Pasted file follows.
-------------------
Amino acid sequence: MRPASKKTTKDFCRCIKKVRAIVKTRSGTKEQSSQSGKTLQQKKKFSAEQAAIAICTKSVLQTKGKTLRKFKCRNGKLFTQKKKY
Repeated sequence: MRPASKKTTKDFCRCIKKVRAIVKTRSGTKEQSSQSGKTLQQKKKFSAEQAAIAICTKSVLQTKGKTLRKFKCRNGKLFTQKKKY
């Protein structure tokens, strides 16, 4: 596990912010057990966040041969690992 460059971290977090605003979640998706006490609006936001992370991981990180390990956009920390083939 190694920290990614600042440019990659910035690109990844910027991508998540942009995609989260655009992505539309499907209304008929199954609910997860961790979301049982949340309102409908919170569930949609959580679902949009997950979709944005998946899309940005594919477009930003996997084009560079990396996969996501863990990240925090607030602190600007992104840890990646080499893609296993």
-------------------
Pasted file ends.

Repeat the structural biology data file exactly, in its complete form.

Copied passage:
Amino acid sequence: MRPASKKTTKDFCRCIKKVRAIVKTRSGTKEQSSQSGKTLQQKKKFSAEQAAIAICTKSVLQTKGKTLRKFKCRNGKLFTQKKKY
Repeated sequence: MRPASKKTTKDFCRCIKKVRAIVKTRSGTKEQSSQSGKTLQQKKKFSAEQAAIAICTKSVLQTKGKTLRKFKCRNGKLFTQKKKY
């Protein structure tokens, strides 16, 4: 596990912010057990966040041969690992 460059971290977090605003979640998706006490609006936001992370991981990180390990956009920390083939 190694920290990614600042440019990659910035690109990844910027991508998540942009995609989260655009992505539309499907209304008929199954609910997860961790979301049982949340309102409908919170569930949609959580679902949009997950979709944005998946899309940005594919477009930003996997084009560079990396996969996501863990990240925090607030602190600007992104840890990646080499893609296993």